Probiotics Study Shows Reduction In Symptoms Of Depression
5 minute read
Probiotics are found in live cultures that are present in yogurt and as a natural dietary supplement (among other sources) which promote digestive health and improve immune system responses.
Researchers at the University of Virginia School of Medicine have carried out clinical studies which are now showing that feeding mice yogurt enriched with multi strain probiotics can lead to reduced symptoms of depression on a significant cognitive level.
Yogurt contains Lactobacillus, a probiotic bacterium found in live cultures. It’s being discovered that this bacterium has positive effects on moods–and this is derived from yogurt’s preventative use of metabolite production.
Treating Depression Using Probiotics
Depression is said to be among the United States’ gravest mental health conditions in recent years. About 7% of America’s population experiences a depressive episode at some point in their lifetime.
There has been a lot of research on the microbiome — a mini-ecosystem of bacteria found in the gut — in regards to how depression and other mental conditions occur.
Gaultier, a neurologist at UVA Department of Neuroscience and its Center for Brain Immunology and Glia, set out to establish whether there is a link between depression and gut health by conducting tests on mice.
According to Gaultier, treatments are not very effective because of the adverse side effects of many drugs used to treat this condition.
Results From Experiments On Mice
To explore the connection between gut bacteria and mood, researchers exposed mice to a variety of conditions, then compared their digestive systems before and after the stress tests and concluded that bacteria Lactobacillus was very low after the mice were put through stressful activities.
Marin, a study's co-author, said in a press release. "We see Lactobacillus levels correlate directly with the behavior of these mice."
In yet another test, mice were fed Lactobacillus. The bacteria seemed to normalize the mice’s behavior. "A single strain of Lactobacillus is able to influence mood," Gaultier said in a press release.
To back their findings, researchers went on to identify the biochemical mechanism that potentially links gut bacteria and behavior.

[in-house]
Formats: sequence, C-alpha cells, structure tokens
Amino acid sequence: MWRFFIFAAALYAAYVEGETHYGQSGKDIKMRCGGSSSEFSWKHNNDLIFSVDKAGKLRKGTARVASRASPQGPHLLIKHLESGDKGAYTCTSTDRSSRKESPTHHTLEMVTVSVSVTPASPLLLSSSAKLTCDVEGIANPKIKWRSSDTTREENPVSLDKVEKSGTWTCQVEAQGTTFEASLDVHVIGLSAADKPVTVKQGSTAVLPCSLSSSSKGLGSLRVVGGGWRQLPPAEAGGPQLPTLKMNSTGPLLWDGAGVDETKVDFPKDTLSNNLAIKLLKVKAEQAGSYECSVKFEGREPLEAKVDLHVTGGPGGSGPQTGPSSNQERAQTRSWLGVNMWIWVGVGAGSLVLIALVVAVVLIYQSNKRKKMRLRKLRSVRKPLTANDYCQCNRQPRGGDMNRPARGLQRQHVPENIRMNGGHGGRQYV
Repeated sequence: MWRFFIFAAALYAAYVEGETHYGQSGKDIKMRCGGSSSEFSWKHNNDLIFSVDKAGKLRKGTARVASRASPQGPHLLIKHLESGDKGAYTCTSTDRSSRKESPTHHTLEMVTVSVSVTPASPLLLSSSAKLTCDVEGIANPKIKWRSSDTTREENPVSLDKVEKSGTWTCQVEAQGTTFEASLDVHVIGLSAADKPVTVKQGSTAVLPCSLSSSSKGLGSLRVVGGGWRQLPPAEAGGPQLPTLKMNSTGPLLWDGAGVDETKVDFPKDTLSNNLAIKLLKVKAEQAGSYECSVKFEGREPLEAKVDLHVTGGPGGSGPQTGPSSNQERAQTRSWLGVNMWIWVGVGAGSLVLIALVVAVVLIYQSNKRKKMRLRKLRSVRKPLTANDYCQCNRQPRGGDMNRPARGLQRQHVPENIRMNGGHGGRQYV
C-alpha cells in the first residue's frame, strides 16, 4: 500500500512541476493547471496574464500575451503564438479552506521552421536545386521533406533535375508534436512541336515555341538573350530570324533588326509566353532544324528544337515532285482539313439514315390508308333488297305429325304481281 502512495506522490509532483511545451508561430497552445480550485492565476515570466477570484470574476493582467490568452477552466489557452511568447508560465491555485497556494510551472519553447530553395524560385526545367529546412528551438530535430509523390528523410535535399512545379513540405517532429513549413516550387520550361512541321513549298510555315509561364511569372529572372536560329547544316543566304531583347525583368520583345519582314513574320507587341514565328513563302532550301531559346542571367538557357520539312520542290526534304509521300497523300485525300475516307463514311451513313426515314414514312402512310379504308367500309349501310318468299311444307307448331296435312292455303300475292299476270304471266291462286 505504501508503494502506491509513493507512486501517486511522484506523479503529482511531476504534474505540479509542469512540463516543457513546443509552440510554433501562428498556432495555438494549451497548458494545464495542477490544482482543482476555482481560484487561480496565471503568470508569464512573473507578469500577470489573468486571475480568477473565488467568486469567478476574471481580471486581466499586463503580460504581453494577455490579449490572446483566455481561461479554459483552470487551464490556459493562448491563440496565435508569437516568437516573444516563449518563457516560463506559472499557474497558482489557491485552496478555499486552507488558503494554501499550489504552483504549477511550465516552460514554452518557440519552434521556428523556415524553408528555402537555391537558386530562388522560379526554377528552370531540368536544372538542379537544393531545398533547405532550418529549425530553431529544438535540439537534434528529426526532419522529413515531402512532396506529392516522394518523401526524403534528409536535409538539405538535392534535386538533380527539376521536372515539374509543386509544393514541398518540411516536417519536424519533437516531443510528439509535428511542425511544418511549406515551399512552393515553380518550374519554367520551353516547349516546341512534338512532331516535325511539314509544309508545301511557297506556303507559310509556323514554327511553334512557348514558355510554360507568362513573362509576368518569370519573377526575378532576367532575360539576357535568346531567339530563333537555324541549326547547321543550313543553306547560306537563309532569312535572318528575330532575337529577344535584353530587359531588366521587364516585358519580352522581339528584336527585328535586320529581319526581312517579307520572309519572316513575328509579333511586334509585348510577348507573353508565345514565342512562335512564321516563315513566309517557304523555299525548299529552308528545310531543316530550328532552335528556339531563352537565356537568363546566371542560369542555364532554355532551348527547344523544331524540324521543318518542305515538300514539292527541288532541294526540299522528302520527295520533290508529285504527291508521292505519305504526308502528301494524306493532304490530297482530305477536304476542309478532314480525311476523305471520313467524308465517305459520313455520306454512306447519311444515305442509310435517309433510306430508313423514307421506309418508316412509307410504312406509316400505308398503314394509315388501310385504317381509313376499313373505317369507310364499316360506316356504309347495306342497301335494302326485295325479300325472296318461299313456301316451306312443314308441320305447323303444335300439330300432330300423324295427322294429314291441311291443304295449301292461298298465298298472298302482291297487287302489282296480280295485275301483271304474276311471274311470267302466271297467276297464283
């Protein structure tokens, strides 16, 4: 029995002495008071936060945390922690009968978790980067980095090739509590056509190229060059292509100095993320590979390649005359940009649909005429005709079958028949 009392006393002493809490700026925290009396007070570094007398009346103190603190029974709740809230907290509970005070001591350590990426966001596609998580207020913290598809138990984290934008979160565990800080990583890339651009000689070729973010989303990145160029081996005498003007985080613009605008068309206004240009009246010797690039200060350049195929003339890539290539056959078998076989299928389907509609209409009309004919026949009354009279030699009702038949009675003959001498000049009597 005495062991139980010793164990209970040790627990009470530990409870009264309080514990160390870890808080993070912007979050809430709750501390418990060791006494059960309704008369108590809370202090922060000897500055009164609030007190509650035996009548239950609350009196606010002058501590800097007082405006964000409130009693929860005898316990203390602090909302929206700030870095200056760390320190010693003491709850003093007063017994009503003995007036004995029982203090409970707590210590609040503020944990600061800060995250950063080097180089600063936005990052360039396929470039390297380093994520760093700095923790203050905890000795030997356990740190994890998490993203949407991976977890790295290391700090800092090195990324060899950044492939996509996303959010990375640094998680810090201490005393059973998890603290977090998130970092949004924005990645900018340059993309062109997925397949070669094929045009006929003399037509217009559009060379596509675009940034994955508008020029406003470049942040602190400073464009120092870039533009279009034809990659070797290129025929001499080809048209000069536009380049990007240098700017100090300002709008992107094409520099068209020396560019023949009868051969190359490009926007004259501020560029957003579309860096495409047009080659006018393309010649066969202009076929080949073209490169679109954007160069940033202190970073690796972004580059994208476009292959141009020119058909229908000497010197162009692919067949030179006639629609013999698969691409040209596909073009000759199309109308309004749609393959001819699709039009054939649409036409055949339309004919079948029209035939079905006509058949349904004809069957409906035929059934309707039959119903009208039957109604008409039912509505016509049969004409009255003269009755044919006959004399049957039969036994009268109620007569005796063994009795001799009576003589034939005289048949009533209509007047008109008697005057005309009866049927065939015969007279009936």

Kynurenine is a metabolite found in the bloodstream of mice and has been long associated with depression in previous studies.
Their findings were that the more Lactobacillus a mouse had in their gut, the less kynurenine. When Lactobacillus levels were lower in their gut, levels of kynurenine went up, and then depression symptoms set in.
When under stress, the chances of becoming depressed are much higher. Major loss changes in Lactobacillus were found by Gaultier’s team when they compared compositions of gut microbiomes before and after mice were exposed to stress.
Gaultier was careful to point out that the symptoms the mice displayed were “depressive-like behavior” as mice have no way of communicating how they feel when depressed. Those symptoms are widely accepted as the best available model for looking at depression in creatures that are not humans.
Testing In Humans
Lead scientist and his team plan on studying effects in people based on findings found in the mice. His intentions are to study the effects that Lactobacillus has on depressed patients with multiple sclerosis who are likely to experience depression more at some point in their lives.
Encouragingly, these same biological substances and mechanisms used to alter mood in mice are also in humans (Lactobacillus), suggesting effects may be similar.
In addition to looking at effects in people, researchers are continuing to explore the important role of kynurenine. Some past experiments have been carried out on humans, however, there are many questions that still need answering.
How is metabolite, kynurenine, able to influence behavior? How does this molecule affect the human brain? What are the processes? These are just some of the questions these researchers are hoping to answer before continuing with human research.
The Bottom Line
People receiving treatment for depression should not stop taking their medications without consulting their doctors.
There is no harm in people with depression taking yogurt if they are not allergic to dairy but it should not substitute medication prescribed by their physician. The best source of healthy bacteria can be found in multi strain probiotic supplements.
Lead researcher Alban Gaultier said to Science Daily in a press release Tuesday, "It would be magical just to change your diet, to change bacteria you take in, and fix your health and your mood."
With any luck, this research is only the beginning of our understanding of how probiotic digestive health supplements can be used to reduce symptoms of depression in human beings.